“It is hypocritical for this body to spend time and money on this commission if there are no commissions looking into human rights and atrocities in the DPRK [North Korea], Iran, Cuba, Venezuela, and the Russian occupation of Crimea,” Allegra said.
“The continued anti-Israel bias of this council does nothing to promote that future, and the one-sided action proposed by this council today only further shows that the Human Rights Council is a broken body,” he claimed.
UN urges against deportation of human rights NGO official
The officials — including Michael Lynk, the special rapporteur on human rights in Palestine; David Kaye, special rapporteur on the promotion and protection of the right to freedom of opinion and expression; and Michel Forst, special rapporteur on the situation of human rights defenders — called on Israel to rescind its May 7 decision to cancel the work permit of Omar Shakir, the Israel and Palestine director for Human Rights Watch, who is based in Jerusalem.
“The decision to revoke Shakir’s work permit appears connected solely to his human rights research and advocacy,” they said.
“Deporting Mr. Shakir sends a troubling message that Israel resists the kind of human rights fact-finding and debate that Human Rights Watch and other domestic and international non-governmental organizations conduct all of the time, in almost every part of the world,” they said.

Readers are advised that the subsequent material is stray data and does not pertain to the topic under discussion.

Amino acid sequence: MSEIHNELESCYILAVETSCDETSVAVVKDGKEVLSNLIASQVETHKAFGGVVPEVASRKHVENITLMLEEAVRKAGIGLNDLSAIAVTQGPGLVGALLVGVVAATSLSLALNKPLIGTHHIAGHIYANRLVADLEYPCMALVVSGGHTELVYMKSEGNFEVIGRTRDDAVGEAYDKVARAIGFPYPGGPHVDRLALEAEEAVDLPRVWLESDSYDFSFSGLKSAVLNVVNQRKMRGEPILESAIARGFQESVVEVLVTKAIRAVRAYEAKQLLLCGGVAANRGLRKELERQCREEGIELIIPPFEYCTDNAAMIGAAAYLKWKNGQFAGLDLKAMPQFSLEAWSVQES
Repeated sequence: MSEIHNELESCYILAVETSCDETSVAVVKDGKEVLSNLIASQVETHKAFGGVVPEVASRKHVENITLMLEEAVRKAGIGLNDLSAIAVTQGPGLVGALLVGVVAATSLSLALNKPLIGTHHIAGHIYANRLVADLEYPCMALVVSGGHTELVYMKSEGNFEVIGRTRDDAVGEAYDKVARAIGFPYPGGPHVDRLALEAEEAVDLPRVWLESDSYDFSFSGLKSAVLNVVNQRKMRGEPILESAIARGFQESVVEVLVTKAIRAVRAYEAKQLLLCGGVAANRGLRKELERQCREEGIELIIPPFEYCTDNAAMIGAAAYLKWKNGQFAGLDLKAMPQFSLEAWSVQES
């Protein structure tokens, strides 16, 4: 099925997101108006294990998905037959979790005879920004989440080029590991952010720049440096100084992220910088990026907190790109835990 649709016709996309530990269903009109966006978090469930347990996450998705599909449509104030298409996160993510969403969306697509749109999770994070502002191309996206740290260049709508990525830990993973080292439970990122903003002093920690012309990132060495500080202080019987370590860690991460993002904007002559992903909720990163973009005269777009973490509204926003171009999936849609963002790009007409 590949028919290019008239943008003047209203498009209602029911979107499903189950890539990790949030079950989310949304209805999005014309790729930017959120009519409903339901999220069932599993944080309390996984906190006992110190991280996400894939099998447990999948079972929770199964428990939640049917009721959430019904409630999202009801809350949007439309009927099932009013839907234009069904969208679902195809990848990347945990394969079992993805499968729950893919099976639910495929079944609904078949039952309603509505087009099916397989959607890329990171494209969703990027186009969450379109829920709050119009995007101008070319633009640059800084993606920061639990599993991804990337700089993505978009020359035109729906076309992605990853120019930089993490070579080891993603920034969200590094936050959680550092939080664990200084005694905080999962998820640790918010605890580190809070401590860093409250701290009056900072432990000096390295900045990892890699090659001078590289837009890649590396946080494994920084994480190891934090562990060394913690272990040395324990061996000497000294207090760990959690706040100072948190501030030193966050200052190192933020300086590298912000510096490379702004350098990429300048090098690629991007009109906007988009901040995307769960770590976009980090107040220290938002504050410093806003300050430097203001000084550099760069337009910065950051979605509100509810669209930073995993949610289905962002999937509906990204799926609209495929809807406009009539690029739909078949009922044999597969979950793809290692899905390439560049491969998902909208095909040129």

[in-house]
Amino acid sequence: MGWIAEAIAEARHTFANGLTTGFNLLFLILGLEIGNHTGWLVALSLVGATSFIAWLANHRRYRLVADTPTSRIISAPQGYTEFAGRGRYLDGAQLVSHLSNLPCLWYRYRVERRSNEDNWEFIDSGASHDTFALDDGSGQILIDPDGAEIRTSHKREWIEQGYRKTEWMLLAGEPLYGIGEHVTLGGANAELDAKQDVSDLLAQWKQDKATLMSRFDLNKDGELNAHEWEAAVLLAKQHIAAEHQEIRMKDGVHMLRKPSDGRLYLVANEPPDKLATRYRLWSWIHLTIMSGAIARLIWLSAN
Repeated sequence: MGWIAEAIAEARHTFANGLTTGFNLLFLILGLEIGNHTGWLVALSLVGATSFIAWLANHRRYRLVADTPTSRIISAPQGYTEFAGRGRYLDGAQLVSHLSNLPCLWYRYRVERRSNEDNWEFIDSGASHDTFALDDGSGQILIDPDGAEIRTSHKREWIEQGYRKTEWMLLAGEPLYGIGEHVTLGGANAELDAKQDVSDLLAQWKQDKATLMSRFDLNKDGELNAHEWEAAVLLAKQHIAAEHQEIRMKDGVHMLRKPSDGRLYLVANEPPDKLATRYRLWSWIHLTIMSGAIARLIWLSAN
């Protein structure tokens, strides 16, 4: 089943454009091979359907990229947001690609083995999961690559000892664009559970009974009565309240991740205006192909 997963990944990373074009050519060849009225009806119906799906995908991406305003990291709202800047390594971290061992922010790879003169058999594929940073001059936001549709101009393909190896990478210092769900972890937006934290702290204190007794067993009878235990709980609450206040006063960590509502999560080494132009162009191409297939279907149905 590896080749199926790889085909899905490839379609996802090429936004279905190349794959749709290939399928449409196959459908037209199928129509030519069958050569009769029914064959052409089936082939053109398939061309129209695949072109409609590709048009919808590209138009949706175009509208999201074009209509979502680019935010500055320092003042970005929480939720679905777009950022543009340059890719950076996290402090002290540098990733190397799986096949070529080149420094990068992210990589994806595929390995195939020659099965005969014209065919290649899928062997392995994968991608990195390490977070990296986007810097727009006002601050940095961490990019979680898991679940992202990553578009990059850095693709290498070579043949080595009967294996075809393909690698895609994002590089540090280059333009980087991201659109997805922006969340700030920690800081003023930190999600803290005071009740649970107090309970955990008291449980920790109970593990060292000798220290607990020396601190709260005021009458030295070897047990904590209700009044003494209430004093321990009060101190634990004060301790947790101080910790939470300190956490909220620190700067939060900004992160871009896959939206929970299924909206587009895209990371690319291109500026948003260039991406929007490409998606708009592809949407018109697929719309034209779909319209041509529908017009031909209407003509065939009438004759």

Turkey’s ambassador to the UN in Geneva, Naci Koru, added: “We are horrified by the events that took place in Gaza and condemn the appalling, deadly violence during which more than 60 Palestinians were martyred and hundreds were injured. This massacre carried out by Israeli security forces is unacceptable.”
“Turkey also strongly condemns the illegal move of the U.S. Embassy to Jerusalem, which is violating international law and all relevant UN resolutions. We reiterate that this action is legally null and void. Turkey emphasizes that such a step, which disregards the legitimate rights of the Palestinian people, will inevitably ignite further tensions and jeopardize the security and stability in the region,” Koru said.
“The Council has to make sure that impunity does not prevail,” he said.
Extraordinary Islamic Summit in Istanbul
Turkey, the rotating president of the 57-member Organization of Islamic Cooperation (OIC), is set to host an emergency meeting on Friday to discuss a potential joint action against Israel in the wake of the recent Gaza killings.
The Istanbul summit meeting — called by Turkish President Recep Tayyip Erdogan — is expected to send a strong message against the Israeli violence that martyred at least 62 Palestinians — the youngest being eight months old — during mass rallies Monday along Gaza’s eastern border.
“Turkey will continue to work with the responsible members of the international community to revive the peace process on a sound basis and build a just, comprehensive and sustainable peace in the region. This primarily requires the establishment of a sovereign, independent and contiguous Palestinian state on the pre-1967 borders with East Jerusalem as its capital,” added Koru.
On Monday, at least 62 Palestinian demonstrators were martyred and thousands more injured by Israeli armed forces along the Gaza-Israel fence, according to the Palestinian Health Ministry.
Thousands of Palestinians had gathered on the Gaza Strip’s eastern border to take part in protests marking the 70th anniversary of the founding of Israel — which Palestinians refer to as the Nakba, Arabic for “Catastrophe” — and protest the relocation of the U.S. Embassy from Tel Aviv to Jerusalem.